Every time I install a game, or even OpenOffice, part of the installation routine is installing yet another Visual C++ 2005/2008 redistributable, right next to the 10 others I already have on my system.
Visual C++ redistributables are components shipped by app developers who use Visual C++ to write their software. By using Microsoft's well-tested and widely used code inside their apps, developers save their development cost by avoid writing commonly-used code (e.g. sin and cos math functions and handling of common user interface elements like textbox or button). Due to fragmentation in the runtime versions used by the app developers, you would see a long list of Visual C++ redistributables if you install a lot of apps. Uninstalling one Visual C++ redistributable could save you a few megabytes of disk space, but you risk breaking some apps in doing so.
Microsoft also has to support a lot of Visual C++ runtimes because it has no idea which one the app developer would choose. Multiple versions of Visual C++ redistributables can be required even within the same app, for example, if an app depending on Visual C++ 2008 redistributable uses a component depending on Visual C++ 2005 redistributable, the app's developer must ship both versions of Visual C++ redistributables. On a 64 bit computer, the system could have both x86 and x64 editions of Visual C++ Redistributables installed, since Visual C++ redistributable is a commonly used component, and it is normal to have both 32bit apps and 64 bit apps (or even apps that contains both 32 bit code and 64 bit code) installed on a 64 bit system.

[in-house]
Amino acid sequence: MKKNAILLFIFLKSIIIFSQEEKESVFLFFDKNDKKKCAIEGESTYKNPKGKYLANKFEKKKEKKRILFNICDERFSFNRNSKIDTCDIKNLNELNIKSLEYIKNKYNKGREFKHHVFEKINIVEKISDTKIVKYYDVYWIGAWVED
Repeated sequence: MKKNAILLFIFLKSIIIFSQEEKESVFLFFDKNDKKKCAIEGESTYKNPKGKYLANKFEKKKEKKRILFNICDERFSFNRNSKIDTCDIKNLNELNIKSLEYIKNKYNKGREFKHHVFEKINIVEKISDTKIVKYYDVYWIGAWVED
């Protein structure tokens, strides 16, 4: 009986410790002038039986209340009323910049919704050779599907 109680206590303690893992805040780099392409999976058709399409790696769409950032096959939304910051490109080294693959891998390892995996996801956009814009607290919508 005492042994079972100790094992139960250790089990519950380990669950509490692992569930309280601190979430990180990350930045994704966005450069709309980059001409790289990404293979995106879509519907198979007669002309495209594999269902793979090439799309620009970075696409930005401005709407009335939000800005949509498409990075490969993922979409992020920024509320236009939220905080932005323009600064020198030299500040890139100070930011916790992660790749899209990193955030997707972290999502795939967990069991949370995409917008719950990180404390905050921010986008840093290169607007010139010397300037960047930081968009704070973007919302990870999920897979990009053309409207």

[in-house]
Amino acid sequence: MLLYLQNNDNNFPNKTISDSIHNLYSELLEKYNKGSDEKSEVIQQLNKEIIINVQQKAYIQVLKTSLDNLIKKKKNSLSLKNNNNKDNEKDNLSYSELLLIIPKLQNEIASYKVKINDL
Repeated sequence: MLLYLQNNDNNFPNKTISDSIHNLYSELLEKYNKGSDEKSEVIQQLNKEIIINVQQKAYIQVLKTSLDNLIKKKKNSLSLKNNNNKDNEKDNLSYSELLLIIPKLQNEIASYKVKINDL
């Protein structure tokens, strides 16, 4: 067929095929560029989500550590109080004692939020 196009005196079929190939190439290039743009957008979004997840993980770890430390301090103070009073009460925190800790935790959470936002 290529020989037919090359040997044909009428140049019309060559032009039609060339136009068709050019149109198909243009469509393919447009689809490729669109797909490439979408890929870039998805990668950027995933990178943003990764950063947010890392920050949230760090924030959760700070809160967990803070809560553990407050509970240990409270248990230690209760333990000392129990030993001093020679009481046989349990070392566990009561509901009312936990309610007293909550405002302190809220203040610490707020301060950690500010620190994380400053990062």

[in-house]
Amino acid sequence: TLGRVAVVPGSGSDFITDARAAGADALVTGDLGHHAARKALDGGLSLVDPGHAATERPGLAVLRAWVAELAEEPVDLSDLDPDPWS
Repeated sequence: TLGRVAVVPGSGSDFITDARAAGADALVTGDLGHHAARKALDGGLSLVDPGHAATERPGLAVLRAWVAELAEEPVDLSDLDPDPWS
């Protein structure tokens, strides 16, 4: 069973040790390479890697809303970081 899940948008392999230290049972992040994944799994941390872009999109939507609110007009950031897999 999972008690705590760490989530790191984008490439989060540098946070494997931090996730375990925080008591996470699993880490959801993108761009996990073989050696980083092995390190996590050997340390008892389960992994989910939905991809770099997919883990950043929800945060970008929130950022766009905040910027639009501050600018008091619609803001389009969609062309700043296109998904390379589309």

Download the 64-bit Visual C++ 2005 SP1 redistributable runtime modules from Microsoft. At the time of this writing (April 2008), the package to download is identified as "Microsoft Visual C++ 2005 SP1 Redistributable Package (x64)" and is available from the following link: =eb4ebe2d-33c0-4a47-9dd4-b9a6d7bd44da&DisplayLang=en 2b1af7f3a8